Generally, direct and fairly prolonged face-to-face contact is required to spread smallpox from one person to another. Smallpox also can be spread through direct contact with infected bodily fluids or contaminated objects such as bedding or clothing. Rarely, smallpox has been spread by virus carried in the air in enclosed settings such as buildings, buses, and trains. Humans are the only natural hosts of variola. Smallpox is not known to be transmitted by insects or animals.
A person with smallpox is sometimes contagious with onset of fever (prodrome phase), but the person becomes most contagious with the onset of rash. At this stage the infected person is usually very sick and not able to move around in the community. The infected person is contagious until the last smallpox scab falls off.
Smallpox may be contagious during the prodrome phase, but is most infectious during the first 7 to 10 days following rash onset.
Historically, the rapidity of smallpox transmission throughout the population was generally slower than for such diseases as measles or chickenpox. Patients spread smallpox primarily to household members and friends; large outbreaks in schools, for example, were uncommon. This finding was accounted for in part by the fact that transmission of smallpox virus did not occur until onset of rash. By then, many patients had been confined to bed because of the high fever and malaise of the prodromal illness. Secondary cases were thus usually restricted to those who came into contact with patients, usually in the household or hospital.
The patient was most infectious from onset of rash through the first 7 to 10 days of rash. As scabs formed, infectivity waned rapidly. Although the scabs contained large amounts of viable virus, epidemiological and laboratory studies indicate that they were not especially infectious, presumably because the virions were bound tightly in the fibrin matrix.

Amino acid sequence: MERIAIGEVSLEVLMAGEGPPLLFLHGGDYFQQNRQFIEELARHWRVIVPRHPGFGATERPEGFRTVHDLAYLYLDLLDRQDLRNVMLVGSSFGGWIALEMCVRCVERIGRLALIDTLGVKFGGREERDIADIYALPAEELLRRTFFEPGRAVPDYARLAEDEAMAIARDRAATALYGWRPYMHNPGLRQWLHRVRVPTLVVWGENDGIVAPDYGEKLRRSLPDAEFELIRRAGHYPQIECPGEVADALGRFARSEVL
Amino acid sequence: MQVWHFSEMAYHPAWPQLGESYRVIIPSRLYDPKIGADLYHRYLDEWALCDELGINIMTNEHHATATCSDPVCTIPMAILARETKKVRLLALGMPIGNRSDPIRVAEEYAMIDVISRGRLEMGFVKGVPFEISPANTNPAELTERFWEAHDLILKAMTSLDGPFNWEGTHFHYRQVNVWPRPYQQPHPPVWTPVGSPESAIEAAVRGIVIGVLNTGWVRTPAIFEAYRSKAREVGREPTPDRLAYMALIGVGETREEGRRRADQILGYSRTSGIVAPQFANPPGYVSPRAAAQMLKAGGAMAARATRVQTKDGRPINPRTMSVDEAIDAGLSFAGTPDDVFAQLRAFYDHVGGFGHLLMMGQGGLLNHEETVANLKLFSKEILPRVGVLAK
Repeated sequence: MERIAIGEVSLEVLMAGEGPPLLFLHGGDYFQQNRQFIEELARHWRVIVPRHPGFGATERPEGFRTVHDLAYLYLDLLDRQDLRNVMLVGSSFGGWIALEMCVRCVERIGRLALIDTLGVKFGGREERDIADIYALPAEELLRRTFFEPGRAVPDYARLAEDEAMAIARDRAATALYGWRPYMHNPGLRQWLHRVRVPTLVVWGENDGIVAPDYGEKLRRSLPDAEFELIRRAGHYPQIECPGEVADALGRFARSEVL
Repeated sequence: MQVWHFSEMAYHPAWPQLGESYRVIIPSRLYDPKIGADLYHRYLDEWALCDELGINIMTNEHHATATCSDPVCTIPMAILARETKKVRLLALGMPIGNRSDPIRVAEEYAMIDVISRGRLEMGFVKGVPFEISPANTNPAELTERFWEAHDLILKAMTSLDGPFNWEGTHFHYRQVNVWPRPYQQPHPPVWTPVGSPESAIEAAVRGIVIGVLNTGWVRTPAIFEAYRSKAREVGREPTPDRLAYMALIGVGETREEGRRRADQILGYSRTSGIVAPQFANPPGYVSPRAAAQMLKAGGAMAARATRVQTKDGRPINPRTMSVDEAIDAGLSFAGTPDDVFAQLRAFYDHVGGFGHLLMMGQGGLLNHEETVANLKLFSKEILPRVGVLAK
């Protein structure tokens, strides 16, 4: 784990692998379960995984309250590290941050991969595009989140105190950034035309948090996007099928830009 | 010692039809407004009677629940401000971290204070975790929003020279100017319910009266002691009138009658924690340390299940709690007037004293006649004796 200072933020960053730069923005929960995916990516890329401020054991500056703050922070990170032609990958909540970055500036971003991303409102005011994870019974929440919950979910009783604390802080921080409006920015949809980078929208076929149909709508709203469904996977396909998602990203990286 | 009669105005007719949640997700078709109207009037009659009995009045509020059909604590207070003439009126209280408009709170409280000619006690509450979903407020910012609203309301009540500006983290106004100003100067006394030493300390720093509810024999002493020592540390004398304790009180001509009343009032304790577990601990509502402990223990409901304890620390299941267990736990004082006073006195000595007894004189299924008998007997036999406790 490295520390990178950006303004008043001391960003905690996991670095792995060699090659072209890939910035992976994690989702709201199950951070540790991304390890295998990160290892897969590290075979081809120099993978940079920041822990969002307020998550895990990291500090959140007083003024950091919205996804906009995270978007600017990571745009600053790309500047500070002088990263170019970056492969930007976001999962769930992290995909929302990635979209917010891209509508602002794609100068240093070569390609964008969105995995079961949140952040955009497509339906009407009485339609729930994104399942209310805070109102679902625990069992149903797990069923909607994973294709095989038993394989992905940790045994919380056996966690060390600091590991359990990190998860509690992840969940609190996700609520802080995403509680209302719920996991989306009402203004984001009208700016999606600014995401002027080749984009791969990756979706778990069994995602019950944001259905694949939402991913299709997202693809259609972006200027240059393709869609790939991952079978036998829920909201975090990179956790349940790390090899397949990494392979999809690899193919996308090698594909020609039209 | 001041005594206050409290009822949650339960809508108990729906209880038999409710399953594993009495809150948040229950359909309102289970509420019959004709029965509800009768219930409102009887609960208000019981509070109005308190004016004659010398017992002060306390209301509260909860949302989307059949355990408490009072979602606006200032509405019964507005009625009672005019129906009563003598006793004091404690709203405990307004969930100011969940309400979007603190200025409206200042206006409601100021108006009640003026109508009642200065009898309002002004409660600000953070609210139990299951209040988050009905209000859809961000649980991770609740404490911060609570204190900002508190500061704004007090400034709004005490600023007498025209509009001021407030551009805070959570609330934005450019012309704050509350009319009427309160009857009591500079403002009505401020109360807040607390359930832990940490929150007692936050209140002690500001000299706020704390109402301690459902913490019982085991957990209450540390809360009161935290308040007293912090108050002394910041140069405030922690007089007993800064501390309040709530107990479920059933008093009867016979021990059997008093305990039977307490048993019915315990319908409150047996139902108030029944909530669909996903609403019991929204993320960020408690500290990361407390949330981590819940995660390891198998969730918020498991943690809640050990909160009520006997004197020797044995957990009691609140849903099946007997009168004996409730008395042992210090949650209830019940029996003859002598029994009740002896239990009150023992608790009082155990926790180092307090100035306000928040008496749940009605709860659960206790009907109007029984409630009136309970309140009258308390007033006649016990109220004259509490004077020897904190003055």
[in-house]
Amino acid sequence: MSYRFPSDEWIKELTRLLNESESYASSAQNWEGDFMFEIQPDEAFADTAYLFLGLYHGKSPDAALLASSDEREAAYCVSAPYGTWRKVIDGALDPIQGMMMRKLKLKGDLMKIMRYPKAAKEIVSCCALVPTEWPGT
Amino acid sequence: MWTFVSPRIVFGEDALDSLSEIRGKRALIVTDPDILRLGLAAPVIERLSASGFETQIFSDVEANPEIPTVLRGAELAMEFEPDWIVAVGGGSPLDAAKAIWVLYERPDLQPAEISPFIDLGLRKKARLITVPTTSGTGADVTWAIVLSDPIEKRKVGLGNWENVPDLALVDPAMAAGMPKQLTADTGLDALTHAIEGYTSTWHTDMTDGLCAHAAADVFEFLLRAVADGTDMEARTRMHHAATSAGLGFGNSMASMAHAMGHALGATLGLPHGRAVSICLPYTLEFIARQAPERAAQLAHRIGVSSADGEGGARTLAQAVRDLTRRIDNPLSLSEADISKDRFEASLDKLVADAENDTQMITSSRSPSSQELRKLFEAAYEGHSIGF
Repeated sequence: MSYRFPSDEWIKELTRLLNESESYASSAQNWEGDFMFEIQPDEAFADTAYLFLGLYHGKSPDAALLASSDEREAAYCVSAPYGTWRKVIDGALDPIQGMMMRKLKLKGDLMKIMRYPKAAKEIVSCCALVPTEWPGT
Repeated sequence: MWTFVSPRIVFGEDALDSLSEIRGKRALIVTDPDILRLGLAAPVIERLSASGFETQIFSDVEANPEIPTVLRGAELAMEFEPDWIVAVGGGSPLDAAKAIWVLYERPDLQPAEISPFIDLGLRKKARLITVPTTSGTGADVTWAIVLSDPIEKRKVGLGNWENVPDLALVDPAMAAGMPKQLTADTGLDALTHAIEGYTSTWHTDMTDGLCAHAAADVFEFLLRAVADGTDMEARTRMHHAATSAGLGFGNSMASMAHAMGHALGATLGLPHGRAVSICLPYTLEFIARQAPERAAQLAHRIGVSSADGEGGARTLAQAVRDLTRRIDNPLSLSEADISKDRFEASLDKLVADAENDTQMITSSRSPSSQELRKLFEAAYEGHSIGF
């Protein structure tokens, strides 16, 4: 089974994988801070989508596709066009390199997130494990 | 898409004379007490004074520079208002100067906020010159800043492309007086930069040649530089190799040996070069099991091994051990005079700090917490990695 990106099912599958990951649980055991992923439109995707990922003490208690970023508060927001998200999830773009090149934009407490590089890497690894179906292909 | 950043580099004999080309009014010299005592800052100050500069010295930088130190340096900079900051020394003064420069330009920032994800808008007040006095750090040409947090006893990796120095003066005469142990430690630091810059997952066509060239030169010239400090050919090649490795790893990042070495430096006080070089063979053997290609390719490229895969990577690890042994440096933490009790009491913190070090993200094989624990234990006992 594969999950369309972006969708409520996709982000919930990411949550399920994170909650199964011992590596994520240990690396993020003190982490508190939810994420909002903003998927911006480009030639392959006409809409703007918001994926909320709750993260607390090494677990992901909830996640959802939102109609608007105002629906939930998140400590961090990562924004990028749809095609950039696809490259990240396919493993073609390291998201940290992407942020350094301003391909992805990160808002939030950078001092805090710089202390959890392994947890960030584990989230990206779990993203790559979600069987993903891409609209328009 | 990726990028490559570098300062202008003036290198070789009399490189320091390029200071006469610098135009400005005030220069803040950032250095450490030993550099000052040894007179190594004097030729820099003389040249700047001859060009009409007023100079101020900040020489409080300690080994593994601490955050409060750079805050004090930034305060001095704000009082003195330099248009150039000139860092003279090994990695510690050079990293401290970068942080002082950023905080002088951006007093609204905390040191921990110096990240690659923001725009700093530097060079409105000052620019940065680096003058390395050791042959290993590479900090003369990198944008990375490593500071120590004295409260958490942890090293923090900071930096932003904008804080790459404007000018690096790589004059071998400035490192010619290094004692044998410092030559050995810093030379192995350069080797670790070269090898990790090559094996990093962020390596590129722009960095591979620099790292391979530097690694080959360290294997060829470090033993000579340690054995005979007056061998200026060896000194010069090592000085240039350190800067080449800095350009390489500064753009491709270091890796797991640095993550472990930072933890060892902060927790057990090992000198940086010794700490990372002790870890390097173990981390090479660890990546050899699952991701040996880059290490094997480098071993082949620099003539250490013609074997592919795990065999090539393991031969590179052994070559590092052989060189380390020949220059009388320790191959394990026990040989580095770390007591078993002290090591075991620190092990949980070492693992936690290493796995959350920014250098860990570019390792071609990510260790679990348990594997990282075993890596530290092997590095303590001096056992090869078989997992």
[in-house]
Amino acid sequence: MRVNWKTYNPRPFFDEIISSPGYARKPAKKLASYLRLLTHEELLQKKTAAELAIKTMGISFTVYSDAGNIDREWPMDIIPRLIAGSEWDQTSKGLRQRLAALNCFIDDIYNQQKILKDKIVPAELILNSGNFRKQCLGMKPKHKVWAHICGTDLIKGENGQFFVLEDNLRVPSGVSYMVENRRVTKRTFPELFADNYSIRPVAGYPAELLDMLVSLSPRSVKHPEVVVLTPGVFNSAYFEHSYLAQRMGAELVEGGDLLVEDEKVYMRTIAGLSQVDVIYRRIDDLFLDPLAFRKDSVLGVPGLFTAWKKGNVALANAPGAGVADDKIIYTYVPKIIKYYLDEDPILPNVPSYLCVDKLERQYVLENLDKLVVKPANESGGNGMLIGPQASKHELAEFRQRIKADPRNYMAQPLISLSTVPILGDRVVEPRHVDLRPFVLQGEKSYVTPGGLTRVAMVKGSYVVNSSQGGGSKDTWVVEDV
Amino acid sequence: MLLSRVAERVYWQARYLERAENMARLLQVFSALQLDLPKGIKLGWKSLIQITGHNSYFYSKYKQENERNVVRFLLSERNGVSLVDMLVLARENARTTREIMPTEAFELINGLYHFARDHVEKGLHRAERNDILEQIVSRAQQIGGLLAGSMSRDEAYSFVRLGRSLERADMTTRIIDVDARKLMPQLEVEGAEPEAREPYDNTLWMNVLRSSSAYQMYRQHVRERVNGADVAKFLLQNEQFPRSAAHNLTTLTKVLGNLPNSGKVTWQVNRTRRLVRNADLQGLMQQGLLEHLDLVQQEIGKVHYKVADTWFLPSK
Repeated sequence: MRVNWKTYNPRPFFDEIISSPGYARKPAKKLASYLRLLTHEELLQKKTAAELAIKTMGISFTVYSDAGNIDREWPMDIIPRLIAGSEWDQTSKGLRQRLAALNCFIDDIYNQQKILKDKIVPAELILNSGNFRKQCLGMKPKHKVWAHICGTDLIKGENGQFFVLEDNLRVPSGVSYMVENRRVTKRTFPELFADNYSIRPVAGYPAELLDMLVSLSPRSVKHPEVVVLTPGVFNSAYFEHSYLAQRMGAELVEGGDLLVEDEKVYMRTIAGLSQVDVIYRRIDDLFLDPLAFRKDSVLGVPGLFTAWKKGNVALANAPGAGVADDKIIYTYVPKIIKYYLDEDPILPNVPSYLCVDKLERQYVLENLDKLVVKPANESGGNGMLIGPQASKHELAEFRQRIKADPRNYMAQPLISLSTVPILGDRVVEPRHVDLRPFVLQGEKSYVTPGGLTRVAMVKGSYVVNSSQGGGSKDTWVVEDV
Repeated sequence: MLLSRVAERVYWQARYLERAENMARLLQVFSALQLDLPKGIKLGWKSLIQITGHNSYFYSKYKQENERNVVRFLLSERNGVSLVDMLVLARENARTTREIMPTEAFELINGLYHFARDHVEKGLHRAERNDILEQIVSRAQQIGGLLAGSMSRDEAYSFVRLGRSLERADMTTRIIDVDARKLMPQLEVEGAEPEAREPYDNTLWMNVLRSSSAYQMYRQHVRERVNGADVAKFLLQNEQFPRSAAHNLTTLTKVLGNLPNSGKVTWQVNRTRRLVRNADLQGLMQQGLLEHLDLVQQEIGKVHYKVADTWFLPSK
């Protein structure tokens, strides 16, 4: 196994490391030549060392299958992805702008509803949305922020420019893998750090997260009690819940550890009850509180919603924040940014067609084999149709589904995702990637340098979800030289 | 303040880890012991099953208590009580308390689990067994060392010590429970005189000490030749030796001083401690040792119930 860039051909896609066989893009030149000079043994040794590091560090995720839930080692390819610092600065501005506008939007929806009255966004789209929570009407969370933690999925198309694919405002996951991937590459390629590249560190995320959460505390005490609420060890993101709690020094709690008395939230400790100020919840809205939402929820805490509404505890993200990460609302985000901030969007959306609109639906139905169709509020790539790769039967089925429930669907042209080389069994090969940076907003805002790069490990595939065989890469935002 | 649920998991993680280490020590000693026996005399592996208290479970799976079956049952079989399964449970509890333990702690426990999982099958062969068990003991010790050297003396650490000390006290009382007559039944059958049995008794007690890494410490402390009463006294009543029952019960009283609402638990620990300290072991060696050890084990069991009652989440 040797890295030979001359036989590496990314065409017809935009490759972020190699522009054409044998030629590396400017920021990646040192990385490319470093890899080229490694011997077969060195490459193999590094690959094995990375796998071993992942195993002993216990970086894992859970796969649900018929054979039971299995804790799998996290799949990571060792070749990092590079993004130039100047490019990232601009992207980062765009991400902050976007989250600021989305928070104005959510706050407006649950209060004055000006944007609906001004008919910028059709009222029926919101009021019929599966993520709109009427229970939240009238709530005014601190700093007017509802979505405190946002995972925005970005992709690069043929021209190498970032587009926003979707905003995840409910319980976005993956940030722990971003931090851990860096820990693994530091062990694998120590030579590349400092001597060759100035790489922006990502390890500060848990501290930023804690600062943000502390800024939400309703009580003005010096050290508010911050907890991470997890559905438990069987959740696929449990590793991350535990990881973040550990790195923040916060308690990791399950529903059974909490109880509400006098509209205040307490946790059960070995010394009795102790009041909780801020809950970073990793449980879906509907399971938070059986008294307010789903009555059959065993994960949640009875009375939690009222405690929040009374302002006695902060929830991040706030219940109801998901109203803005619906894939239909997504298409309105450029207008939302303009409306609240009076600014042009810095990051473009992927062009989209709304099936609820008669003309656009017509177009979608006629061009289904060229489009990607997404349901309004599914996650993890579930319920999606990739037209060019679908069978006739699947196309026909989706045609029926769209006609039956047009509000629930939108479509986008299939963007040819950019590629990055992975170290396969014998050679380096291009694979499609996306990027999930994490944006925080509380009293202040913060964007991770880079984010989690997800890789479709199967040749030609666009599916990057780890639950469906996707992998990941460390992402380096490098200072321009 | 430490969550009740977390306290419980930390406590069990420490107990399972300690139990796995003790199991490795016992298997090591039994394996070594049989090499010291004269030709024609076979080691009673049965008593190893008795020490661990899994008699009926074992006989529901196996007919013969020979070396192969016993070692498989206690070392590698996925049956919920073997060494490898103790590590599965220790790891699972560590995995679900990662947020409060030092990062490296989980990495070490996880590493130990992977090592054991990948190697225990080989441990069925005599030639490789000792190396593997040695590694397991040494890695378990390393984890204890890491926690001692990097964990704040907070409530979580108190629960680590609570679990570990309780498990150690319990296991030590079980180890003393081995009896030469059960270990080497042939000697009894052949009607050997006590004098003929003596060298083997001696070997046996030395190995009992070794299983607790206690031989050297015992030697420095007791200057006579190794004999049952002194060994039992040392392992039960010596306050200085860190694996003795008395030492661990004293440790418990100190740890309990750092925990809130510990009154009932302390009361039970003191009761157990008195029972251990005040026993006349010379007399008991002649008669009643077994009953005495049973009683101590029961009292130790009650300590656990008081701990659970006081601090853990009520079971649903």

Natural infection occurs following implantation of the virus on the oropharyngeal or respiratory mucosa. The infectious dose is unknown but is believed to be only a few virions. After the migration of virus to and multiplication in regional lymph nodes, an asymptomatic viremia develops on about the third or fourth day, followed by multiplication of virus in the spleen, bone marrow, and lymph nodes. A secondary viremia begins on about the eighth day and is followed by fever and toxemia. The virus, contained in leukocytes, then localizes in small blood vessels of the dermis and beneath the oral and pharyngeal mucosa and subsequently infects adjacent cells.
At the end of the 12- to 14-day incubation period (range, 7-17 days), the patient typically experiences high fever, malaise, and prostration with headache and backache. Severe abdominal pain and delirium are sometimes present. A maculopapular rash then appears on the mucosa of the mouth and pharynx, face, and forearms, and spreads to the trunk and legs. Within 1 to 2 days, the rash becomes vesicular and, later, pustular. The pustules are characteristically round, tense, and deeply embedded in the dermis; crusts begin to form on about the eighth or ninth day of rash. As the patient recovers, the scabs separate and characteristic pitted scarring gradually develops. The scars are most evident on the face and result from the destruction of sebaceous glands followed by shrinking of granulation tissue and fibrosis.
The lesions that first appear in the mouth and pharynx ulcerate quickly because of the absence of a stratum corneum, releasing large amounts of virus into the saliva.Virus titers in saliva are highest during the first week of illness, corresponding with the period during which patients are most infectious. Although the virus in some instances can be detected in swabs taken from the oropharynx as many as 5 to 6 days before the rash develops, transmission does not occur during this period.
Except for the lesions in the skin and mucous membranes and reticulum cell hyperplasia, other organs are seldom involved. Secondary bacterial infection is not common, and death, which usually occurs during the second week of illness, most likely results from the toxemia associated with circulating immune complexes and soluble variola antigens. Encephalitis sometimes ensues that is indistinguishable from the acute perivascular demyelination observed as a complication of infection due to vaccinia, measles, or varicella.